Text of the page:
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Stocking and ranching - a general review
Ísaksson, Á. (1989). Stocking and ranching - a general review, in: De Pauw, N. et al. (Ed.) Aquaculture: a biotechnology in progress: volume 1. pp. 455-473
In: De Pauw, N. et al. (Ed.) (1989). Aquaculture: a biotechnology in progress: volume 1. European Aquaculture Society: Bredene, Belgium. ISBN 90-71625-03-6. 1-592 pp., more

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  • Ísaksson, Á.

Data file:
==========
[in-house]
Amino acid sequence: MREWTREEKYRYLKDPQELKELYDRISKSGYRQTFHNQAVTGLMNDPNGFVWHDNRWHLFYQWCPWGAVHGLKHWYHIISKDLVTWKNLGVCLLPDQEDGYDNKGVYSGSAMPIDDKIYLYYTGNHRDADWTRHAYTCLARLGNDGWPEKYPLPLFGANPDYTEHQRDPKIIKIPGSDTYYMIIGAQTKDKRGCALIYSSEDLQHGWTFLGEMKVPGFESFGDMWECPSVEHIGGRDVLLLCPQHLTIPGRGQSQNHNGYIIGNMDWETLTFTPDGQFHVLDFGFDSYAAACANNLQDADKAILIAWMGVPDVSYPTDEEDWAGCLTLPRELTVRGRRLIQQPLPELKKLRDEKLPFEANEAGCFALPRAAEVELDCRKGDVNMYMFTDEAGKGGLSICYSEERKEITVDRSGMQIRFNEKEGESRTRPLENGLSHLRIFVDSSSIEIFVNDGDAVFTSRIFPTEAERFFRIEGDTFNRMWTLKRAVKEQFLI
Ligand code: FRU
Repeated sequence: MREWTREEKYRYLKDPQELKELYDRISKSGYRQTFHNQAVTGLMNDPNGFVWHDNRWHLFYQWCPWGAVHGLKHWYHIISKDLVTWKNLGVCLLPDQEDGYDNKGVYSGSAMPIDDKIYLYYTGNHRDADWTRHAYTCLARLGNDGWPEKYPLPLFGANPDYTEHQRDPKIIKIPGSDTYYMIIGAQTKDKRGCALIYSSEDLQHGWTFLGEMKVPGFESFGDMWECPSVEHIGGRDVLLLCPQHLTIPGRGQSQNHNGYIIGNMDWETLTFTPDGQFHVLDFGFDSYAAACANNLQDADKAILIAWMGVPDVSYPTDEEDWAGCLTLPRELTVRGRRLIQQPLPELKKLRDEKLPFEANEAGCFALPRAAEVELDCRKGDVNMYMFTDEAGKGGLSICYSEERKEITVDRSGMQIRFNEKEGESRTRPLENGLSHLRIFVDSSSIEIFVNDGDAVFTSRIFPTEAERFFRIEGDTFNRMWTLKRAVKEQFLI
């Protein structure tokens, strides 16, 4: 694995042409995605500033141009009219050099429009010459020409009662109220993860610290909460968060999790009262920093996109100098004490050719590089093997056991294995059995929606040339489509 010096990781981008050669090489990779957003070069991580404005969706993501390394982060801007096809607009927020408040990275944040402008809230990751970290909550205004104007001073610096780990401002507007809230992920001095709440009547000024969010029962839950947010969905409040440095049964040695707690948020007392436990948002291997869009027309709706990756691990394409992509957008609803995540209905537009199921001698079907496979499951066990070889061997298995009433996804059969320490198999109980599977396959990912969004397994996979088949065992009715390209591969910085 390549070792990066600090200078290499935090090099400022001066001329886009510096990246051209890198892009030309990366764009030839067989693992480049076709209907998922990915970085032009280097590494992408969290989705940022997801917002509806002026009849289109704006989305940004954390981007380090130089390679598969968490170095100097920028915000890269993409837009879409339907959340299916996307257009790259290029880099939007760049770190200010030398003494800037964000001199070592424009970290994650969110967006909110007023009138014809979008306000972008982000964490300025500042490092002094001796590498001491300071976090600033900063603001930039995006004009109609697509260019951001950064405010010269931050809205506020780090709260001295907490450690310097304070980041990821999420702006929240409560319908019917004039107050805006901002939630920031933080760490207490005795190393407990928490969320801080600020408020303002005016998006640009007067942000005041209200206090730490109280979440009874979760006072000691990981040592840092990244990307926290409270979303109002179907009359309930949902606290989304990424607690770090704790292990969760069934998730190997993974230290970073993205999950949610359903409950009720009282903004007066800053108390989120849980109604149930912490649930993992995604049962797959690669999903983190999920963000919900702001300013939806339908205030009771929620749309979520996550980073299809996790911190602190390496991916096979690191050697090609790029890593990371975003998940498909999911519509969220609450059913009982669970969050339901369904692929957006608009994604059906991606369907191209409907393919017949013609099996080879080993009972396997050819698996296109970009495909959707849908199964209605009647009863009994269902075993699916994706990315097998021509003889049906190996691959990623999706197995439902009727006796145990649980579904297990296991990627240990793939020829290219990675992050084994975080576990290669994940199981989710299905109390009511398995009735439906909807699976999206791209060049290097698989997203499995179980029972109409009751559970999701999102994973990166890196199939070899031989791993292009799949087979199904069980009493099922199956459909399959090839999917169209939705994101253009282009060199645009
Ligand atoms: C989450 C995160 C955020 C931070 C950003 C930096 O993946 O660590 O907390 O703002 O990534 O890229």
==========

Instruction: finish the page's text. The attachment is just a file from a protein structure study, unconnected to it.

The paper attempts to classify ranching within the field of aquaculture and distinguish it from enhancement practices on genetical and biological grounds, especially with respect to salmonids. The term ranching is most commonly applied to migratory species but can be expanded to include extensive farming of sedentary species such as molluscs. The paper approaches ranching primarily from an aquaculture standpoint, where selective breeding practices can be used to improve performance. Propagation programs where enhancement of wild fish is the main issue are not covered. A brief historical account of salmon ranching in the Pacific and the Atlantic is given emphasizing the major breakthroughs. The biological principles behind ranching are discussed, primarily homing, which makes salmon the ideal ranching species, even for private enterprises. The possibilities of improving the ranching performance through selective breeding and manipulation of the rearing cycle are given. A successtul zero-smolt program has been in operation with coho salmon in the US and seems to hold promise for other salmonids. The various ecological and political factors constraining ranching are discussed including grazing capacity, conflict with natural stocks, and harvest strategies. Current production of public and private salmon ranching programs in the Pacific and the Atlantic is covered, including the successful programs in Japan, Alaska, Sweden, and Iceland. Finally the ranching of sedentary species is discussed focusing on oyster and mussel culture in Europe during the last 10 years and recent production figures are given.

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